Danny Espinosa has made steady progress at the plate

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NEW YORK — Throughout his entire rookie season, Danny Espinosa had no luck against R.A. Dickey and his knuckleball. Espinosa came to dread the at-bats — and what seeing the pitch would do to his timing for days after. He didn’t have a single hit off the Mets’ right-hander all year. 

The Nationals have faced Dickey now three times this season. In the first game, Espinosa hit left-handed, as he always does against right-handed pitchers. But in the second meeting, he turned around and batted right-handed. He picked up his first hit off the knuckleballer.

On Tuesday night, Espinosa stayed on the opposite side of the batters box, batting right-handed in three at-bats against Dickey. He was 2-for-3 with a double and a single. 

It’s not an uncommon change for switch hitters against knuckleball pitchers, Nationals manager Davey Johnson said. It’s easier for players to be on their more dominant side to try and get the bat out in front a bit more and attack the pitch. Espinosa just figured nothing was working left-handed, so why not try it?

To Johnson, it’s simple: “If you’re quicker to the ball, you can hit it out front.”

So far, so good for Espinosa, who has quietly worked out of his early-season slump to put together a ridiculously good July and look more like a complete hitter than he has at any point this season.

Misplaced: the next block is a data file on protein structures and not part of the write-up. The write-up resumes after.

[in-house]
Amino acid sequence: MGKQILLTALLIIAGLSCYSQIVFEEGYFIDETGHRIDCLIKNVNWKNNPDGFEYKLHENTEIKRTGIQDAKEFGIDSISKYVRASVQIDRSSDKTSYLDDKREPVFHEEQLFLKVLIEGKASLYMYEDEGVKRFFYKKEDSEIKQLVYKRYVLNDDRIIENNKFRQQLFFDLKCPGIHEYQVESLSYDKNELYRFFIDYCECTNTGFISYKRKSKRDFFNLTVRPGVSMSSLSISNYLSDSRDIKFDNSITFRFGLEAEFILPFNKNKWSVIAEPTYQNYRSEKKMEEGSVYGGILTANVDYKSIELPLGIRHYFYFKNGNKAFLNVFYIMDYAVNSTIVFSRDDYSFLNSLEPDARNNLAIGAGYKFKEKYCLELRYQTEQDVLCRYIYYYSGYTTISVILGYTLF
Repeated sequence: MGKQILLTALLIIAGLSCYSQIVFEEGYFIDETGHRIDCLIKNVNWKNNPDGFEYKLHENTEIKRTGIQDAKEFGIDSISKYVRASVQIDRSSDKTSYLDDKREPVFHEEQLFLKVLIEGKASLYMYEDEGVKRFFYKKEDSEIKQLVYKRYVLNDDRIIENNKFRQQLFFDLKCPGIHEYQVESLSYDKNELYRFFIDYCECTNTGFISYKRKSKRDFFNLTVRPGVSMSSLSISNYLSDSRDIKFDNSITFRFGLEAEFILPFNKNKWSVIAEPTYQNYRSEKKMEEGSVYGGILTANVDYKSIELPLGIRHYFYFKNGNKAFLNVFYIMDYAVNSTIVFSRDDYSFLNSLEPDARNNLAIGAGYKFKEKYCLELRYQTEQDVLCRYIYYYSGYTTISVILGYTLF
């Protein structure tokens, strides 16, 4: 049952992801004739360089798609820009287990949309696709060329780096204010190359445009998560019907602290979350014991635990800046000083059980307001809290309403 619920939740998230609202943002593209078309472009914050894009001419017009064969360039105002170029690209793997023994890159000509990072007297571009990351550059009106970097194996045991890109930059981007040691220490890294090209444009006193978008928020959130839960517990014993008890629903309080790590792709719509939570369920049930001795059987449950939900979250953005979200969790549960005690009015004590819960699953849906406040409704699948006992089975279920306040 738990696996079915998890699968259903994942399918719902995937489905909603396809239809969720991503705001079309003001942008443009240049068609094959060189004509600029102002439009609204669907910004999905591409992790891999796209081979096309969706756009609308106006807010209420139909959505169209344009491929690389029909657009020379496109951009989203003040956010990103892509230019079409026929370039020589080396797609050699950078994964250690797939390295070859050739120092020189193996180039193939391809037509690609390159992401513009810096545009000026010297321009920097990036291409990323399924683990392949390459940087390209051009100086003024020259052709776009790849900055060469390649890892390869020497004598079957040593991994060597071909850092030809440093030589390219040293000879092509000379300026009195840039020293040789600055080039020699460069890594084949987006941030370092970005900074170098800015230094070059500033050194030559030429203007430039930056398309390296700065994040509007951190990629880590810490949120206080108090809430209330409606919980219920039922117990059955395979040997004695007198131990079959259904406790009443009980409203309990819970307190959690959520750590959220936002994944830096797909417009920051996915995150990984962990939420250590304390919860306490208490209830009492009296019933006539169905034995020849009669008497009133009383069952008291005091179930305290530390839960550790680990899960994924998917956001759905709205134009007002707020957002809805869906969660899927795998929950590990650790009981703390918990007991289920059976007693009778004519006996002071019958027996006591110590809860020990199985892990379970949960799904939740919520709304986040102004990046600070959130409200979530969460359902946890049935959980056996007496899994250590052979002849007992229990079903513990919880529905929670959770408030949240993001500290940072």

Espinosa is hitting .351 this month and .373 since the All-Star break. The loop in his left-handed swing that he struggled to rid himself of for so long, appears to be gone. And his approach, particularly on inside pitches, has improved.

“The loop is a result of bad timing,” Johnson said. “When you can’t get to a ball, your bat flattens out and you get a little loop in (your swing) and you kind of hit it on the upswing. That’s the only way to hit it when the ball beats you. When your timing gets better, the stroke gets better because the bat’s getting to the ball on a more direct line.

“I think both sides of the plate now look fairly consistent. I know they feel fairly consistent to him. That’s just part of, it’s his second year up here and making adjustments to how they pitch you.”

Johnson has been raving about him for at least a month and the results are finally starting to support his feelings.

Espinosa’s production has improved by the month, if gradually. In April he hit .205. In May, .232. In June, while the progress he’d begun to make was evident, he still only hit .236 — but his BAbip (batting average on balls in play) was .304. In July, Espinosa’s BAbip has skyrocketed to .423. He’s not only hitting better and making better contact, but an awful lot of the balls he was hitting right at someone earlier this season seem to be falling for him now. 

“He’s a very gifted player and he’s smart,” Johnson said. “He’s also stubborn as heck, but that can be a good trait because I know what stubborn is. I’ve been stubborn my whole career. Once you get to the point where you’re starting to have success and you know what they’re trying to do to you you’re going to have success doing it and it becomes a lot of fun.

“He’s always serious as a heart attack. He kind of has that ‘Frank Robinson chip on his shoulder.’ Nothing wrong with that.”

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About the Author
Amanda Comak

Amanda Comak

Amanda Comak covers the Washington Nationals and comes to The Washington Times from the Cape Cod Times and after stints with MLB.com and the Amsterdam (N.Y.) Recorder. A Massachusetts native and 2008 graduate of Boston University, Amanda can be reached at acomak@washingtontimes.com and you can follow her on Twitter @acomak.

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